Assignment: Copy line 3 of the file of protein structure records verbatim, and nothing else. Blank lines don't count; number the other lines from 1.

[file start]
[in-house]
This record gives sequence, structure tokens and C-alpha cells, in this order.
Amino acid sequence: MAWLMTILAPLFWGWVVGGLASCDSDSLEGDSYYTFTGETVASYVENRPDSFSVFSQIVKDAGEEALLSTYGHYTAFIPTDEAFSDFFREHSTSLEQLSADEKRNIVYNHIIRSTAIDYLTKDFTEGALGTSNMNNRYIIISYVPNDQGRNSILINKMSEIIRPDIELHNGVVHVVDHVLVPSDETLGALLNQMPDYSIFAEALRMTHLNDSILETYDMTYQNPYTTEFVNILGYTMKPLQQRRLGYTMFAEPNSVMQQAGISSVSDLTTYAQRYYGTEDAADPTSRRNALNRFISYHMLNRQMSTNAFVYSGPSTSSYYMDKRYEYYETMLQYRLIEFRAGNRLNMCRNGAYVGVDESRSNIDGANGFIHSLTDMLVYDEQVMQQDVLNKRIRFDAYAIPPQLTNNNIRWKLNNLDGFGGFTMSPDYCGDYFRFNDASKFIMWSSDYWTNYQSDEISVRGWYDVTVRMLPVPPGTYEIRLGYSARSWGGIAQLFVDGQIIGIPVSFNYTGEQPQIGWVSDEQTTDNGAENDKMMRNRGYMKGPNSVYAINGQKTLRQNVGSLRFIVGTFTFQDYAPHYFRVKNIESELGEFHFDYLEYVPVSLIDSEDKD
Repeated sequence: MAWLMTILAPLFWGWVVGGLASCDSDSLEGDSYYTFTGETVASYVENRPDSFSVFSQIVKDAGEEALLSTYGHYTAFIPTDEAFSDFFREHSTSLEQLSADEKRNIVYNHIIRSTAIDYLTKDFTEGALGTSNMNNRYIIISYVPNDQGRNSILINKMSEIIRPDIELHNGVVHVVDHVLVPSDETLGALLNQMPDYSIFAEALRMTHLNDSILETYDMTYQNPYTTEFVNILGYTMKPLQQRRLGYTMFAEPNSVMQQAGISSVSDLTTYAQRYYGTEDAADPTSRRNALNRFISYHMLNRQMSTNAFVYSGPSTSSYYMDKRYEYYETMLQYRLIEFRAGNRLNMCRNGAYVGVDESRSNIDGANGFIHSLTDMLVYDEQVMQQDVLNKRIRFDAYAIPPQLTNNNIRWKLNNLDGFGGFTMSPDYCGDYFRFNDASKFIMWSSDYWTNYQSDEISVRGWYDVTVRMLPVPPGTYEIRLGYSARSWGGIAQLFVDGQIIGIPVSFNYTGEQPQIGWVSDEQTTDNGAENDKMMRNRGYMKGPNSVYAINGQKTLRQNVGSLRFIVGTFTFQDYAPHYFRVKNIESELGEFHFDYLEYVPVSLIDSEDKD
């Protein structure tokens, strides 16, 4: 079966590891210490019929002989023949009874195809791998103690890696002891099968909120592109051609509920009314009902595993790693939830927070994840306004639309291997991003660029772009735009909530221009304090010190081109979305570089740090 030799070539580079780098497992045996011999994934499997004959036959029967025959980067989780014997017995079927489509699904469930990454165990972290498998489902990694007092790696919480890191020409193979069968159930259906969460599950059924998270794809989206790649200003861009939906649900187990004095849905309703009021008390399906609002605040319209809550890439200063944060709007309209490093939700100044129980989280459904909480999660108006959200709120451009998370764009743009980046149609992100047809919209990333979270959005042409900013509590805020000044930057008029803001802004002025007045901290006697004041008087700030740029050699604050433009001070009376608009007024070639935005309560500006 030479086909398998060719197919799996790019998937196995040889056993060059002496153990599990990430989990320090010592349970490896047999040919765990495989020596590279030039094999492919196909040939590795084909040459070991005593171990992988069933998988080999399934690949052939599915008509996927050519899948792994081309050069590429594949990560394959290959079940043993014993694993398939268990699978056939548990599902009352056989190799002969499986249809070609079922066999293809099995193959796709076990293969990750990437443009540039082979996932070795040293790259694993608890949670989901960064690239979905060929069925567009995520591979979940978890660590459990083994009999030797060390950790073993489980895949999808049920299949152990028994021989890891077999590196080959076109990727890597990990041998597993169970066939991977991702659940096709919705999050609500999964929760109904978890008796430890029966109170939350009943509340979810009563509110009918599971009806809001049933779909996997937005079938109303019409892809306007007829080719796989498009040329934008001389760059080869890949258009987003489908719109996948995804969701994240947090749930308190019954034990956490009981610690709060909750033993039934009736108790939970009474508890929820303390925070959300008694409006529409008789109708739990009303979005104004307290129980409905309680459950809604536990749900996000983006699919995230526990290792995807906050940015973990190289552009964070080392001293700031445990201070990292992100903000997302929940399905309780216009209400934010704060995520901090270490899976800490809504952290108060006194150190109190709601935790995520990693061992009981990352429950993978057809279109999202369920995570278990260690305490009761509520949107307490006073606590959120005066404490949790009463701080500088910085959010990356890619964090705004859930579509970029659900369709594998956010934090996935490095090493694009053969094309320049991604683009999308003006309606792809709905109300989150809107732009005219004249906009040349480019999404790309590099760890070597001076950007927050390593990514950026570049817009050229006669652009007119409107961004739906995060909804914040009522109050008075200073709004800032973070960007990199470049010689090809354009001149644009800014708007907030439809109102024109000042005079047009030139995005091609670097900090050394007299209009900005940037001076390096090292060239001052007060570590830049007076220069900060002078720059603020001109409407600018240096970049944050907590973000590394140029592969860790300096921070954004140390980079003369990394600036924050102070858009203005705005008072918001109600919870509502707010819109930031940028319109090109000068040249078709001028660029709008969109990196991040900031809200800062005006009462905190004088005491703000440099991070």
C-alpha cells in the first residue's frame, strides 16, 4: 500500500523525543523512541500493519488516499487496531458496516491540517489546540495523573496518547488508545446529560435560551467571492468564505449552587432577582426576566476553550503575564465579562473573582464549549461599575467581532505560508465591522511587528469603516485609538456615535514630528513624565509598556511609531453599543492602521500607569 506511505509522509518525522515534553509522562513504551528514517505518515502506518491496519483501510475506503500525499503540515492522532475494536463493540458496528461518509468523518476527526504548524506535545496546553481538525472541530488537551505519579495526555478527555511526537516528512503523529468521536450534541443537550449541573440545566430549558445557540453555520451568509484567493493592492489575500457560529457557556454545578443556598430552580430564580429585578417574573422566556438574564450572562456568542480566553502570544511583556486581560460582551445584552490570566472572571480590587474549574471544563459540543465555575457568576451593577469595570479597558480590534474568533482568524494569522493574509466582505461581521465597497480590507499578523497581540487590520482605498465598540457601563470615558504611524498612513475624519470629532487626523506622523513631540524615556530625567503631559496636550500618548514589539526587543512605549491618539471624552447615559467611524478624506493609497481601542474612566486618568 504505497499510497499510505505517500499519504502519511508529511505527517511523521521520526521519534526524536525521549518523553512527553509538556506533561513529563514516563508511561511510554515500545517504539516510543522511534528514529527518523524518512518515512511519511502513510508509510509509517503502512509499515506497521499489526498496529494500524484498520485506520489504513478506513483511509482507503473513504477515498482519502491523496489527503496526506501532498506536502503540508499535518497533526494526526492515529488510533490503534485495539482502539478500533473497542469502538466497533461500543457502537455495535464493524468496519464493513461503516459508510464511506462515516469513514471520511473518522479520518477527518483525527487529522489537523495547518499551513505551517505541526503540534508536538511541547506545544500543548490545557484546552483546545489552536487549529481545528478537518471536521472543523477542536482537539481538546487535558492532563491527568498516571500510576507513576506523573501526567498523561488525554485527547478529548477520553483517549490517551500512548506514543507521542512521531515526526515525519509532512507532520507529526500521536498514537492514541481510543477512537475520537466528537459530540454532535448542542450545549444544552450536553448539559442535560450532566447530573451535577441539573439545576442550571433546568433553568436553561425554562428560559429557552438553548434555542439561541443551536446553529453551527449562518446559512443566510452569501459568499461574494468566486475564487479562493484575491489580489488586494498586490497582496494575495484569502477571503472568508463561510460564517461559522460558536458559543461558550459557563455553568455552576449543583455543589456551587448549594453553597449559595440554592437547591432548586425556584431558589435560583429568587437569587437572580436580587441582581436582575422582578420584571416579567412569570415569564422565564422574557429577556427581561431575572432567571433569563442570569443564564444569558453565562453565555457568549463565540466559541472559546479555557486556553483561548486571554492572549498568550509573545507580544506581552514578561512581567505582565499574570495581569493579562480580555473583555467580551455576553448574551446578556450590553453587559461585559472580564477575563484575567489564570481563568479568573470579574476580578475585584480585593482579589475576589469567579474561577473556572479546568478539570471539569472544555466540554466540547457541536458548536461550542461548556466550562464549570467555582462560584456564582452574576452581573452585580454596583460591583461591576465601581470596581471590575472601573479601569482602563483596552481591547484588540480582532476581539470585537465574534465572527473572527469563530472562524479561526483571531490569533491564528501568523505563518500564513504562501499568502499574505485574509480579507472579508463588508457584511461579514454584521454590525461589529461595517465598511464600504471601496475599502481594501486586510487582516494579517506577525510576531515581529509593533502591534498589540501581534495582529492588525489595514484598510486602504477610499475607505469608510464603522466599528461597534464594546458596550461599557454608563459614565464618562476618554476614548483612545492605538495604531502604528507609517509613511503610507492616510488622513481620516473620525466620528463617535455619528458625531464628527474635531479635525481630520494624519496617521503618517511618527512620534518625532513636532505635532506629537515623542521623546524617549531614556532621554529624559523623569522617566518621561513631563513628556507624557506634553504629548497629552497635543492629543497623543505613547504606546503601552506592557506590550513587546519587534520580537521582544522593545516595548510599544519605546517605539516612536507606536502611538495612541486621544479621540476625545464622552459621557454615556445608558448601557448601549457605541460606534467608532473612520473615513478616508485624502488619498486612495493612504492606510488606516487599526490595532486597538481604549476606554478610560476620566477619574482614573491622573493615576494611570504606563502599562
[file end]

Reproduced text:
Amino acid sequence: MAWLMTILAPLFWGWVVGGLASCDSDSLEGDSYYTFTGETVASYVENRPDSFSVFSQIVKDAGEEALLSTYGHYTAFIPTDEAFSDFFREHSTSLEQLSADEKRNIVYNHIIRSTAIDYLTKDFTEGALGTSNMNNRYIIISYVPNDQGRNSILINKMSEIIRPDIELHNGVVHVVDHVLVPSDETLGALLNQMPDYSIFAEALRMTHLNDSILETYDMTYQNPYTTEFVNILGYTMKPLQQRRLGYTMFAEPNSVMQQAGISSVSDLTTYAQRYYGTEDAADPTSRRNALNRFISYHMLNRQMSTNAFVYSGPSTSSYYMDKRYEYYETMLQYRLIEFRAGNRLNMCRNGAYVGVDESRSNIDGANGFIHSLTDMLVYDEQVMQQDVLNKRIRFDAYAIPPQLTNNNIRWKLNNLDGFGGFTMSPDYCGDYFRFNDASKFIMWSSDYWTNYQSDEISVRGWYDVTVRMLPVPPGTYEIRLGYSARSWGGIAQLFVDGQIIGIPVSFNYTGEQPQIGWVSDEQTTDNGAENDKMMRNRGYMKGPNSVYAINGQKTLRQNVGSLRFIVGTFTFQDYAPHYFRVKNIESELGEFHFDYLEYVPVSLIDSEDKD